The timing was less than auspicious, Salahuddin recalls pointing out. Just three months earlier, U.S. forces had detained five Iranians in northern Iraq, setting the stage for Iranian reprisals. “But he decided not to [postpone], and I figured that he might know something that I didn’t know,” Salahuddin says. “But he didn’t.”
They met at the Maryam Hotel, where Levinson had booked them into the same room — a fatal error, Salahuddin came to realize. The presence of two Americans drew the attention of the Interior Ministry, whose officials routinely check hotel registrations. Both men were detained by ministry officials; Salahuddin spent the night in jail, and never saw Levinson again.
“The notion that it was some kind of brilliant move on the part of Iranian intelligence is bullshit,” Salahuddin says. “It was dumb luck. I’ve been around these guys long enough to know when they’re on to something and when they get lucky. And those guys were lucky. If they were so damn efficient, they’d be able to keep their nuclear scientists alive.”
Upon his release the next day, Salahuddin made inquiries, first at the hotel, and later with contacts in the security services, who signaled that Levinson was in their custody but would be released soon. When he wasn’t, Salahuddin took his story to the Financial Times, hoping to create pressure. He also met with Levinson’s wife when she traveled to Tehran, on a visit arranged by the Swiss embassy, which represents U.S. interests in Iran. Salahuddin said Levinson had talked at length about her and their seven children. “High school sweethearts,” Salahuddin says. “Deeply attached to each other.”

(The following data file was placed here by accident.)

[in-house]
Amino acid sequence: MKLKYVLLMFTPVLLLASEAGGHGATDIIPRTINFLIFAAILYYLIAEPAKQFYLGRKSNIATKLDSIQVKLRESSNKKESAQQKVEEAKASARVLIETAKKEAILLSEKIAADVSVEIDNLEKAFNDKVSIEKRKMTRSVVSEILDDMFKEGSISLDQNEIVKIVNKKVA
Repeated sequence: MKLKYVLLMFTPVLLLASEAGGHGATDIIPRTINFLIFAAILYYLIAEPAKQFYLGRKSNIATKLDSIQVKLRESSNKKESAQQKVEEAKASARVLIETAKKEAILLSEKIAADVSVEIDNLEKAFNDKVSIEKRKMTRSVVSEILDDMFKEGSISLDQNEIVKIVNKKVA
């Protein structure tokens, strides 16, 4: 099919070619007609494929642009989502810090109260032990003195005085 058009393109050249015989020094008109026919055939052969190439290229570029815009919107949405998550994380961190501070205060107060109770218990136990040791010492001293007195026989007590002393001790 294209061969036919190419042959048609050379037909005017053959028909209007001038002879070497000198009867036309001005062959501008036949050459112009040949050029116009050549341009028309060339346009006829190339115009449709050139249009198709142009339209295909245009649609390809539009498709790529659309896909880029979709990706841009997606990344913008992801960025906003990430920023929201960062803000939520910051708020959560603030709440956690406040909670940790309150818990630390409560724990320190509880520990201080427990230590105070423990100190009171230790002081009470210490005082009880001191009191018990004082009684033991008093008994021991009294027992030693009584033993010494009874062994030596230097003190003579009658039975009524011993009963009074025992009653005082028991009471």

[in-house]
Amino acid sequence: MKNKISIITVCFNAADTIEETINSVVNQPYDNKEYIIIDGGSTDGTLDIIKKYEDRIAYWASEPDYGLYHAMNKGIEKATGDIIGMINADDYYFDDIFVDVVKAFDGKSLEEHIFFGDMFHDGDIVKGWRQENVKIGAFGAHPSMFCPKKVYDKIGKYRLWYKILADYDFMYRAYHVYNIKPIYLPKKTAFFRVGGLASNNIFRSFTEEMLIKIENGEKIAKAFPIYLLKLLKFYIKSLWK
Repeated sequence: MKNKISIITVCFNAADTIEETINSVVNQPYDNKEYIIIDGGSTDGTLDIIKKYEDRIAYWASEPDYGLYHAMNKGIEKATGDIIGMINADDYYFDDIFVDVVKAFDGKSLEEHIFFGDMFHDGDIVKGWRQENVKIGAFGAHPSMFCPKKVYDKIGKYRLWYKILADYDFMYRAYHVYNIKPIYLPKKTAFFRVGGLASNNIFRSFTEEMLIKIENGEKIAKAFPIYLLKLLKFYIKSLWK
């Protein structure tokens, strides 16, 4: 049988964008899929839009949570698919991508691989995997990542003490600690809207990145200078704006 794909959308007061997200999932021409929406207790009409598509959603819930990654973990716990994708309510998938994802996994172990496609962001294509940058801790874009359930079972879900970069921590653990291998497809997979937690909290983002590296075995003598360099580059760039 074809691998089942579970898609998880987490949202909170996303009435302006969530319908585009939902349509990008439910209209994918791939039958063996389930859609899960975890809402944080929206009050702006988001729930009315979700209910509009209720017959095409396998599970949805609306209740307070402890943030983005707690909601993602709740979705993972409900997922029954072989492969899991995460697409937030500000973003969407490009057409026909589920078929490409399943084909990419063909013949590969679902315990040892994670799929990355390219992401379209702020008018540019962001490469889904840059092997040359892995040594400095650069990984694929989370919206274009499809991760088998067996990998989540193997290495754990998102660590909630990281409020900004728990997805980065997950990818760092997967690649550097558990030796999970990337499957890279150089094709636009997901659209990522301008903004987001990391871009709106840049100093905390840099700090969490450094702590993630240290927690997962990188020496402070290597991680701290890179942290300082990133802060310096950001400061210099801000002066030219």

Levinson’s whereabouts remain unknown. Iranian officials claim ignorance of the case, and there has been no sign of him since a proof-of-life video sent to his family in late 2010, followed by still photos early in 2011, in which Levinson looked gaunt and wore an orange jumpsuit.
Salahuddin faced consequences as well. He brushes off the “veiled threats” from Iran’s security apparatus that followed, but laments the loss of his passport, and with it the ability to pursue overseas business opportunities. In 2009, he was fired from his job as a digital journalist for the state news service Press TV after walking out on election night rather than report the rigged re-election of then President Mahmoud Ahmadinejad, he says.
“Long story short, over the years I have lost a lot of respect for the Iranian system,” Salahuddin says. “It relies on blunt force. Iranians are afraid of their government. The basis of their rule is not love and respect for their rulers, it’s fear. It has nothing to do with religion and everything to do with power, corruption and enrichment.”
Which does not mean he’s keen to return to America. “What is in the States for me, man? Jail.”
He does, however, expect Levinson to surface, if he’s still alive. It’s the most plausible explanation, he says, for the news of Levinson’s ties finally surfacing, after years of news organizations voluntarily holding information back. “What I suppose is once [new President Hassan] Rouhani got into place they began to talk about this behind the scenes, and they figured out a way to get this guy released — I have no inside knowledge on this, it’s just the only thing that makes sense — allow both sides to save face and remove a potential impediment from the nuclear talks,” Salahuddin says. “So I expect that the guy will show up in a place like Muscat, clean-shaven, new suit, pair of Gucci loafers, and that’ll be the end of the story and both sides will save face … For the first time, the Americans and the Iranians actually need each other, in a very real way. The Iranians because they need to get out from under these sanctions. And for the Americans, Mr. Obama needs a legacy. These separate sets of interests may allow this man to surface.”
An earlier version of this article misstated that the film Kandahar was nominated for an Oscar. It was not.